I’m happy to post another really useful example of a video with some good ideas for online instruction.
This one comes from Chloe Hykin and her colleagues at Marine Academy Plymouth, in Plymouth, England.
The opening of Chloe’s asynchronous lesson is a really well executed example of some things we’ve been describing on this blog:
Warm, face visible greeting that actively tries to ‘dissolve the screen’–connect with students around the work. This segues into an energetic and engaging demeanor.
Excellent use of a clear and helpful ‘materials screen’ to help students prepare consistently for class (and to allow their parents to help more too). Glory points to Chloe for adding a hand-written example of what the student’s hand written note page should look like. Just the other day we were discussing this at TLAC Towers… how we often say “make your paper look like mine” but “mine” is a PPT slide. Chloe really can use that phrase! We also loved the way Chloe planned out where her own face would be on the screen so she can point to the various places where models are found on the screen.
Finally her slides do a really nice job of sharing and organizing what’s important without including extraneous and distracting materials. This is one of the key points Daisy Christodoulou makes in her new book.
But there were other things we liked about Chloe’s lesson and they were things we haven’t seen as often. The thing we liked best perhaps was the mention she makes several times of a level two video. Chloe is constantly pushing her students to self-assess and to not be afraid to calmly acknowledge, yes I’m struggling. I mean, why not when there’s a handy review video that Mr. Hamer has produced that they can go watch.
We’ve written here about implicit accountability–socializing students to self-assess against a model during online instruction. It’s both a necessity–in asynchronous instruction–and an opportunity–to perhaps build student ownership of the learning process. But offering a real concrete action students can take to solve the problem–there are move videos; it’s just a matter of your choosing to use them–takes it to a new level. For now I’m going to call this idea of embedding contingency and choice in asynchronous video CYOA [i.e. Choose Your Own Adventure]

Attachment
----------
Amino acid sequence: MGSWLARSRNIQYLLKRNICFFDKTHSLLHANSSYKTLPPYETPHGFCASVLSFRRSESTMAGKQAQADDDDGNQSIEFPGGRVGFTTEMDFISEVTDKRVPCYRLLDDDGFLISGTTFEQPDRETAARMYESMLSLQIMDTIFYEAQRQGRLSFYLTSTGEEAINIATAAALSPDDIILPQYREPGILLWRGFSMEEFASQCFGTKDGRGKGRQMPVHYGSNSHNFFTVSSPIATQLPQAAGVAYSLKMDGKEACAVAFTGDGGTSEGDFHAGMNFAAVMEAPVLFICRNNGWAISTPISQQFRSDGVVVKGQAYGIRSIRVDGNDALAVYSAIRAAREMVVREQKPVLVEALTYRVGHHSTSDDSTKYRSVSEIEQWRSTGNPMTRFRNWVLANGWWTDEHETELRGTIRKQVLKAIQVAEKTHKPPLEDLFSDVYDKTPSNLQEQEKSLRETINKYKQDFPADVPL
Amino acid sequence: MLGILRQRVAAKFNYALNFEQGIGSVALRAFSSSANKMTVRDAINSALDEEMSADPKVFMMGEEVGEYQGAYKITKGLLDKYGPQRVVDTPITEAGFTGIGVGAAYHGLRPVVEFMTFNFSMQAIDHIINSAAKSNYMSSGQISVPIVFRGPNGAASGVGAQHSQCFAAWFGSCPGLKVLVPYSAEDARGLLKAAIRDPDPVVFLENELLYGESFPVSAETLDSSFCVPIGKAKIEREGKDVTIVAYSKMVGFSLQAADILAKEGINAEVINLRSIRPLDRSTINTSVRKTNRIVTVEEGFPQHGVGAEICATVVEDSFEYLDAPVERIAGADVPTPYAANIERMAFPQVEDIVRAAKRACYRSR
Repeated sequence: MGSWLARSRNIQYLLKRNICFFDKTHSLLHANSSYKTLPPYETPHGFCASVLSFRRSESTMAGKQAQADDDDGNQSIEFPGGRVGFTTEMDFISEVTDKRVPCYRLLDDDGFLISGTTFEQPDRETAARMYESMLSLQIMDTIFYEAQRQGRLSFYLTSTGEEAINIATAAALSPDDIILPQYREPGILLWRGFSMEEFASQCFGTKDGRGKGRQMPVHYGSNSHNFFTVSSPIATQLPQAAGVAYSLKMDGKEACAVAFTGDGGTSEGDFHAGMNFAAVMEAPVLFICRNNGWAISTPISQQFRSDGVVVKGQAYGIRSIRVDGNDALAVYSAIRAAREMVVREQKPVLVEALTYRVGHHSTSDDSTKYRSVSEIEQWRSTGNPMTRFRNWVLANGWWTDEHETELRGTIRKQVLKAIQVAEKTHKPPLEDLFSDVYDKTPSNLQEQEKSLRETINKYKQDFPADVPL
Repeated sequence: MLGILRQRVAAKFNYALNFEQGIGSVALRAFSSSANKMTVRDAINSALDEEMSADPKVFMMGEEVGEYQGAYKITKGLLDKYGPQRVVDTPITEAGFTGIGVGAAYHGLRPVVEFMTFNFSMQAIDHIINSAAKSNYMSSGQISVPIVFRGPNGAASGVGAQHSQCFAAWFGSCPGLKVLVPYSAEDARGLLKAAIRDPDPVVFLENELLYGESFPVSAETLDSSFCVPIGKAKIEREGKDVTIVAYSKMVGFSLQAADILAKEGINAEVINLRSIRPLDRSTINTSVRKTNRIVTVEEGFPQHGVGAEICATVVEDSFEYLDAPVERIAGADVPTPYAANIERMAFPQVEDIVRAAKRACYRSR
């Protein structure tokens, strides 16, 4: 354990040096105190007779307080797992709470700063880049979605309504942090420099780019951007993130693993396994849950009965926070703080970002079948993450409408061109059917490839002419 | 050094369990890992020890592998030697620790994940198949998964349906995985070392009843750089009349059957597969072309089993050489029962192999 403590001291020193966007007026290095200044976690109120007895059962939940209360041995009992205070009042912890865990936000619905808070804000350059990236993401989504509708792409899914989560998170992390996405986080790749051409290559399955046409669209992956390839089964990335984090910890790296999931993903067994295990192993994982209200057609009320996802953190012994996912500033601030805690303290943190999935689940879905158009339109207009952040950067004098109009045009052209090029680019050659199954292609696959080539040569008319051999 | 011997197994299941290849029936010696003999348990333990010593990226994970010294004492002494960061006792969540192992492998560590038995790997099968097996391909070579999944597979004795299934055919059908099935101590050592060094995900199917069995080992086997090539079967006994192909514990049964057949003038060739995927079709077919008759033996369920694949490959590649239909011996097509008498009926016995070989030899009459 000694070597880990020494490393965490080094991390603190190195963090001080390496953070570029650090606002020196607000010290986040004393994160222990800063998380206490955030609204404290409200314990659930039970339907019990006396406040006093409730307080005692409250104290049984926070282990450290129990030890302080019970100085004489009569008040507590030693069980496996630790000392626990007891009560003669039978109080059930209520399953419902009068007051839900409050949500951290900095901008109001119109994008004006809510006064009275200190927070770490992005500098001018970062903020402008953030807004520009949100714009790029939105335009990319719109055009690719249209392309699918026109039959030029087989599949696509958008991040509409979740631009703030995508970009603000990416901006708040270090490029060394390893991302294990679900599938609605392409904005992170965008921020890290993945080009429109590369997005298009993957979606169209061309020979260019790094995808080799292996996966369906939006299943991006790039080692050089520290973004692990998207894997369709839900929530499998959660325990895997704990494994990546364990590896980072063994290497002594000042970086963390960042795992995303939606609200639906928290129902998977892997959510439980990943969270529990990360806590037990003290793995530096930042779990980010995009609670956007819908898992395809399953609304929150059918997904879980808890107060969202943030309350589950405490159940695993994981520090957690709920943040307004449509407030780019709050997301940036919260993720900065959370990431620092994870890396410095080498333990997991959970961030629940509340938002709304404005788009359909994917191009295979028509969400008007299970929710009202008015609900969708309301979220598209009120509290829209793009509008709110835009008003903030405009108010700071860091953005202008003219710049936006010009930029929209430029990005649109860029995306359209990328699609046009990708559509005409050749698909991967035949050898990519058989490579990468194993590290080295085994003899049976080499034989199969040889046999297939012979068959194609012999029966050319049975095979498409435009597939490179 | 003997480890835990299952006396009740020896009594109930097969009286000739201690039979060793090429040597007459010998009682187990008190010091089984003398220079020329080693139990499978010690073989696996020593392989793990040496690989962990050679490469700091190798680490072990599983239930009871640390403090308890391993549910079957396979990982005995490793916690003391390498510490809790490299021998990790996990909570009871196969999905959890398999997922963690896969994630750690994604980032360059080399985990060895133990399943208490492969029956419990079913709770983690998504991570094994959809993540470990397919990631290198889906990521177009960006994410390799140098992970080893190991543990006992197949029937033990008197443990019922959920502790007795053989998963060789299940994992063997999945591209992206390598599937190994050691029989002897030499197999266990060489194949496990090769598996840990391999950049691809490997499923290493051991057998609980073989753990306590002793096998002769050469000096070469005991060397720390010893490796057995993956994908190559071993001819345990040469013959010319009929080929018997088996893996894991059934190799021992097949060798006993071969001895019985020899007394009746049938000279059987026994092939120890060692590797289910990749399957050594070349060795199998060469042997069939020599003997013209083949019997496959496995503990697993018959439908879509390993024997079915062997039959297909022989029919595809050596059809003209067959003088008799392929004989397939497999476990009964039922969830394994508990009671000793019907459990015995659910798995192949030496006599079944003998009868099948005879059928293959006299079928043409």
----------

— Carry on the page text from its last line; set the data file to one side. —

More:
There are five warm-up questions for students to start with. Chloe does just ask students to do them but she’s actively building culture… “I want to see you having a go at every question, pushing yourself at the extension when you finish,” she says. Message: The quality of your effort online matters to me. There is a difference between done barely and done well.
We’ve written previously about “Pause Points” as well. They help you to make asynchronous lessons interactive. But the risk is the roll-through. Students either accidentally roll through the pause and fail to do the work or they deliberately do so because, well, I would have too at 14.
Anyway Chloe’s videos–and the rest of the videos her colleagues at Marine Academy Plymouth have produced–think carefully about this problem. There’s a bright clear reminder to “Press pause and have a go at your Do Now” but you’ll also notice that she often leaves a real time pause in there… she extends the dead time as a tacit reminder to students that they should be pausing. It’s like watching newscasters during a commercial break. It snaps you to attention a bit. And for kids who are slow to respond., well, they’re less likely to roll through by accident.
Also love the expectations expressed in the answer reveal: ‘ticking your answers there for me.’ Again, she’s doing everything she can to socialize follow-through and active engagement from her pupils.
Here’s a bit more of the opening from Chloe’s lesson:
Her discussion of the objective is nice in three ways. 1. She expresses genuine excitement for it and for the fact that it’s challenging. The good part is that it’s difficult. Cue Carol Dweck. 2. She reminds students about the resource video they can go to if they struggle. 3. She moves fast and is impeccably planned but like Joshua Humphrey not so planned that she sounds scripted. It’s warm and engaging but purposeful and we get to work quickly.
Finally we loved the fact that the lesson started with retrieval practice. It’s doubly important in an online environment where student attention can be hard to sustain to make sure learning is embedded in long-term memory and that key background knowledge is activated before a lesson. And of course there’s a great reminder–the third one so far!–that the level two video is there for students if they need it. It’s the most normal thing in the world.
Last note. Here’s a screen shot of her colleague Mr Hamer, he of the level two lesson. What do you notice?
Yup, me too! Absolute consistency. For a student who does decide to go back and forth between teachers nothing could be simpler because the visual environment and learning procedures are exactly the same.
Thanks to Chloe and everyone at Marine Academy Plymouth. They have a TON more great videos you can watch here: https://www.youtube.com/playlist?list=PLc1Uh-Lm7CtoKE1c6NcqlKF8k5kKIC9Sr and their work is a real gift for teachers so I hope you’ll check it out.